Vim Mappings, converting non-HTML to HTML quickly

At the university that I currently work at, one of the Webteam’s responsibilities is managing the content of many of the sites we develop and maintain. This can sometimes turn into a huge time sink since requests are constantly streaming in. We have a student worker that can handle most of these tasks, but there are occasionally content tasks that require a better understanding of Drupal or are simply a waste of her time.

One request that we receive many times a week is to post an open position to the main university website. Due to reason that aren’t worth discussing, the job postings aren’t and won’t be a content type on that website, they are simply a Basic Page. So, we are tasked to turn a .doc file into HTML and then create a Basic Page with that HTML.

With these contraints, posting a job would take our student worker around 20-30 minutes depending on how verbose the description and requirements were. I saw this as a total waste of time and I realized that there were many duplicated subtasks in this process, so I thought I could make it faster with some Vim mappings.

vim-surround & vim-repeat

I highly recommend installing tpope/vim-surround and tpope/vim-repeat. vim-surround is a plugin that will give you the abliity to act upon surroundings, such as surrounding HTML tags, in a concise and repeatable manner (it is repeatable with vim-repeat installed). I don’t want to spend too much time blabbering about them because the information on Github is great.

Turn a Word bulleted list into HTML unordered list

map <Leader>b vip:normal 2x<CR>vip:normal yss<li><CR>ysip<ul>

To use this mapping appropriately, position your cursor within an unordered list that was copied and pasted from a Word document and then press b. This will do the following:

vip:normal 2x<CR>
  1. Enter visual mode and select the inner paragraph
  2. Delete the first 2 characters of each line of the selection
vip:normal yss<li><CR>
  1. Enter visual mode and select the inner paragraph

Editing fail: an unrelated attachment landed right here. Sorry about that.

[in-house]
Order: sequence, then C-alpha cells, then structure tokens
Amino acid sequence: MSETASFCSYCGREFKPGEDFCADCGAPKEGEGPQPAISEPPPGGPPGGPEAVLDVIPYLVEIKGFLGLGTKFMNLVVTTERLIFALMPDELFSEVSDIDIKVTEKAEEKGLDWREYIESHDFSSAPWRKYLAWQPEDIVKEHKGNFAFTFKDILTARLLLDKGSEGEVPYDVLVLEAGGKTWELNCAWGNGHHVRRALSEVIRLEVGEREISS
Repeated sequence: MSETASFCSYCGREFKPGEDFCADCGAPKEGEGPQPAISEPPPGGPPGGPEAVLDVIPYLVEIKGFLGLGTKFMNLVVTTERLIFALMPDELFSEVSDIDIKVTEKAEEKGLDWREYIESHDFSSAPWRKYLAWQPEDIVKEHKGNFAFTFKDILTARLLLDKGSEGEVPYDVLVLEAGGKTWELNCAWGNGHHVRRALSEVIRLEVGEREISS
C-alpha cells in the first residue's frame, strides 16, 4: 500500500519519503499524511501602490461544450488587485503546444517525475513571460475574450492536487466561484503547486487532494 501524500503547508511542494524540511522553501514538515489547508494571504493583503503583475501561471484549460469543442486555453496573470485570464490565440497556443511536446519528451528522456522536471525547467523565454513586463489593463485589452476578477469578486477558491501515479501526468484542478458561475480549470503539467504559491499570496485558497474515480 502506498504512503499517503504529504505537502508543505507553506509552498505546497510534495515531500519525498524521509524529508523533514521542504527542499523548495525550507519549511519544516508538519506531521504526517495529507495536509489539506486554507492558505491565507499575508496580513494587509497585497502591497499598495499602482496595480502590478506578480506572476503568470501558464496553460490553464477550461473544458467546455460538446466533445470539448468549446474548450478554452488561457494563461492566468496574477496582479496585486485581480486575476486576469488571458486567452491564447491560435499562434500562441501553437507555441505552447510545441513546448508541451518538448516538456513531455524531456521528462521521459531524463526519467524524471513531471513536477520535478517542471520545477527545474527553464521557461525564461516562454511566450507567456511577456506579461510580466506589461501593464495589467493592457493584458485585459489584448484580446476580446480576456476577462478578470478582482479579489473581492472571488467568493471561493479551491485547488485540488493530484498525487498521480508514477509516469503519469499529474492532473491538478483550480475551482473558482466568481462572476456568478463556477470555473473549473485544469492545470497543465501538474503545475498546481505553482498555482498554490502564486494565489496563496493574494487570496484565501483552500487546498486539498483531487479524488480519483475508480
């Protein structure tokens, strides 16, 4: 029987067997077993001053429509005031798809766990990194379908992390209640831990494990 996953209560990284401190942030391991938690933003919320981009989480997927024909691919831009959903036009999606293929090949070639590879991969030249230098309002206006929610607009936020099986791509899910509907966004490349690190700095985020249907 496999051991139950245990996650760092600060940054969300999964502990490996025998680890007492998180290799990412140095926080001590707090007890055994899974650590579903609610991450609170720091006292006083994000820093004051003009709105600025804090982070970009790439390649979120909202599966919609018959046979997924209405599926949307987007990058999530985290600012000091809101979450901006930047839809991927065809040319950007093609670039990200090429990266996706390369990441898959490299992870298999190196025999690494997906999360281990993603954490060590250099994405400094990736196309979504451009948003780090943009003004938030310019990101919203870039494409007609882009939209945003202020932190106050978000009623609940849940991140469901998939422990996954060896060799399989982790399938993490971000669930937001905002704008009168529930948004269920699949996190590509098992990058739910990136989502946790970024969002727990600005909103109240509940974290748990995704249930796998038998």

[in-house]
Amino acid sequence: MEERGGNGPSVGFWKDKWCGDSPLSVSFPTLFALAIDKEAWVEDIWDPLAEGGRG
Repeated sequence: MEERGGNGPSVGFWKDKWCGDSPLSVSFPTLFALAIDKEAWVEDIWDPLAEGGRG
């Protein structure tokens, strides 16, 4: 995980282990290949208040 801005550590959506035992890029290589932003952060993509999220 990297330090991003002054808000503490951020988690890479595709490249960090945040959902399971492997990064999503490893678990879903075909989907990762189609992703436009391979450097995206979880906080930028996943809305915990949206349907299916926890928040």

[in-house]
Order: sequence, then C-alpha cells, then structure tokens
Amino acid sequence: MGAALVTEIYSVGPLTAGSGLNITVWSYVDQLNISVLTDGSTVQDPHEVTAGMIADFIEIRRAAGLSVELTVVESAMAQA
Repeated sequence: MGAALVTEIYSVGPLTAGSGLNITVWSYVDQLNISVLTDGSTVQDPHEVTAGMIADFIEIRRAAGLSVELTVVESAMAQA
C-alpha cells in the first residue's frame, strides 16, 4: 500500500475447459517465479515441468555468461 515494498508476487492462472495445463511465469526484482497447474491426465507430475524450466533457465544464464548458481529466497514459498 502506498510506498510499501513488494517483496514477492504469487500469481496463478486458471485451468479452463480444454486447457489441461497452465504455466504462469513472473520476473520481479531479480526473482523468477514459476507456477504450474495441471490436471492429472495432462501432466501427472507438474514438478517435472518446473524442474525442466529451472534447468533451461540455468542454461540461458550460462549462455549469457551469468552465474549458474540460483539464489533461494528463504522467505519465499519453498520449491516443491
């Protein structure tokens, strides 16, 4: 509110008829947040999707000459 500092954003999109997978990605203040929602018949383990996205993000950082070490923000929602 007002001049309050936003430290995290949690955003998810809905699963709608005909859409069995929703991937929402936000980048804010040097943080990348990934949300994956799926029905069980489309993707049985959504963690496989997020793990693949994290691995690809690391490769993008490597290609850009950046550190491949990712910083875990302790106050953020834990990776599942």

2. Wrap an <li> tag around each line in the selection
  1. Wrap an <ul> tag around the inner paragraph

Since I can expect the Word documents we receive to follow a certain format, I know that when I execute this command in an unordered Word list, it will replace it with an unordered HTML list. Since we are using the inner paragraph Vim noun, we will require line breaks between the Word list and other text in the document.

Turn Word headers into HTML headers


This is kind of a non-issue with vim-surround, but fun to note.

Turn Word subheaders into HTML subheaders

map <Leader>N 0v/:<CR>S<p>0/:<CR>xysit<strong>

This mapping will turn text from Word like ‘Example:’ into <p><strong>Example</strong></p>. By placing your cursor over the subheader and pressing N, this will do the following:

  1. Go to the beginning of the line
  2. Enter visual mode and select everything up to, and including, the next colon
  3. Wrap the selection with a <p> tag
  1. Go to the beginning of the line
  2. Search for the next colon
  3. Delete that colon
  4. Surround the inner tag with a <strong> tag * This might require some review of the inner tag noun if you aren’t used to thinking grammatically in Vim. Link to a post on Thinking Gramatically in Vim

That’s all folks

Hopefully my quest to craft really specific Vim mappings was helpful. I am sure/hopeful that nobody will benefit from these mappings directly, but I do hope that my thorough description of the mappings can help convince other Vim’rs to consider crafting ridiculously specific, but efficient, mappings for repetitive tasks that they are required to complete in their jobs.



Written on January 27, 2016